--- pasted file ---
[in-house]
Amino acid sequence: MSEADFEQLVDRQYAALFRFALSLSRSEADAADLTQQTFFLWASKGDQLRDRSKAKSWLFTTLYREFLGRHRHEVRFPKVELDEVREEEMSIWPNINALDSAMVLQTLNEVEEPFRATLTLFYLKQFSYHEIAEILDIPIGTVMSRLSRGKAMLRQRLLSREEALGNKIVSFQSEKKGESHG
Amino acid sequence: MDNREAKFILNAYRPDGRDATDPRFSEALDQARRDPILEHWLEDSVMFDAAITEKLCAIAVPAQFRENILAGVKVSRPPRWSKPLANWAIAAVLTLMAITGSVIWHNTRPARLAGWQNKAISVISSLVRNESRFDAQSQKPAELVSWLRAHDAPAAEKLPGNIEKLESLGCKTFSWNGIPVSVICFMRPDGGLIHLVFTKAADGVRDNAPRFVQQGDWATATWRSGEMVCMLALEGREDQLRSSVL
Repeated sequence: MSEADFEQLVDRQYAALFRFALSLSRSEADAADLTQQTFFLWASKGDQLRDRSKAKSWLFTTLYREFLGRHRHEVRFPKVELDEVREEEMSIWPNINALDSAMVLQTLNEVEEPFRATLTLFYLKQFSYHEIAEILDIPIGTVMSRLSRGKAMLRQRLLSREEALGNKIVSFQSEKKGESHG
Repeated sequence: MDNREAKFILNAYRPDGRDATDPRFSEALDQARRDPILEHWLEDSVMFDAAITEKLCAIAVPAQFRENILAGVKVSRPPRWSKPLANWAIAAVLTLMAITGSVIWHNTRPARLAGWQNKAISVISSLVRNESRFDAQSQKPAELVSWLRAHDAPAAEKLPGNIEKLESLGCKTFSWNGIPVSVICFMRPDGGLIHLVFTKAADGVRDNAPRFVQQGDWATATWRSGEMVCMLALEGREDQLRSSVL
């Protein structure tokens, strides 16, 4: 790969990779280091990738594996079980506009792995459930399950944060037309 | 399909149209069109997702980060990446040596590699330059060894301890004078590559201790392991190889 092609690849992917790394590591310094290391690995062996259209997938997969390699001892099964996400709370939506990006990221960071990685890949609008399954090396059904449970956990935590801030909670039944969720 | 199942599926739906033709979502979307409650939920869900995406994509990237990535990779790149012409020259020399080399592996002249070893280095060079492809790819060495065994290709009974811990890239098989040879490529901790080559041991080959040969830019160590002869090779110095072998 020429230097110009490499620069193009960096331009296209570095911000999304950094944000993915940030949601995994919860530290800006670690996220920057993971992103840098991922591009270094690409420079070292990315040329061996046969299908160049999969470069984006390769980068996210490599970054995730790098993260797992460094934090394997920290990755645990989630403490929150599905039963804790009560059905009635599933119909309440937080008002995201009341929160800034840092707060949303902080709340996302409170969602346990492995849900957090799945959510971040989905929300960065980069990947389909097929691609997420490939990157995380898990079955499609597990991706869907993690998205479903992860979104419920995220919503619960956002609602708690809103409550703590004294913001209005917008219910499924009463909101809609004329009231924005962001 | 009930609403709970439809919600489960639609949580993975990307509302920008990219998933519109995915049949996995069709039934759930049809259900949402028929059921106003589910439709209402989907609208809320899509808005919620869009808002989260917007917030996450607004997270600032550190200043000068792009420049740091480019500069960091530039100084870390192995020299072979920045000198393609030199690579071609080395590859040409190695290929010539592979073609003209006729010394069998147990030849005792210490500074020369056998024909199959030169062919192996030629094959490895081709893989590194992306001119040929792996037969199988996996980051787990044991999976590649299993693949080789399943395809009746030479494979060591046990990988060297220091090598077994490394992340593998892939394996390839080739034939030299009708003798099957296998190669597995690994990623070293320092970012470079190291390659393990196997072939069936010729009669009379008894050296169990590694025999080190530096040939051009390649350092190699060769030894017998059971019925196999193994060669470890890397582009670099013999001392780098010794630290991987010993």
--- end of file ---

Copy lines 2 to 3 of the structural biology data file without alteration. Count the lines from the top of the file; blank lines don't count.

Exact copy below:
Amino acid sequence: MSEADFEQLVDRQYAALFRFALSLSRSEADAADLTQQTFFLWASKGDQLRDRSKAKSWLFTTLYREFLGRHRHEVRFPKVELDEVREEEMSIWPNINALDSAMVLQTLNEVEEPFRATLTLFYLKQFSYHEIAEILDIPIGTVMSRLSRGKAMLRQRLLSREEALGNKIVSFQSEKKGESHG
Amino acid sequence: MDNREAKFILNAYRPDGRDATDPRFSEALDQARRDPILEHWLEDSVMFDAAITEKLCAIAVPAQFRENILAGVKVSRPPRWSKPLANWAIAAVLTLMAITGSVIWHNTRPARLAGWQNKAISVISSLVRNESRFDAQSQKPAELVSWLRAHDAPAAEKLPGNIEKLESLGCKTFSWNGIPVSVICFMRPDGGLIHLVFTKAADGVRDNAPRFVQQGDWATATWRSGEMVCMLALEGREDQLRSSVL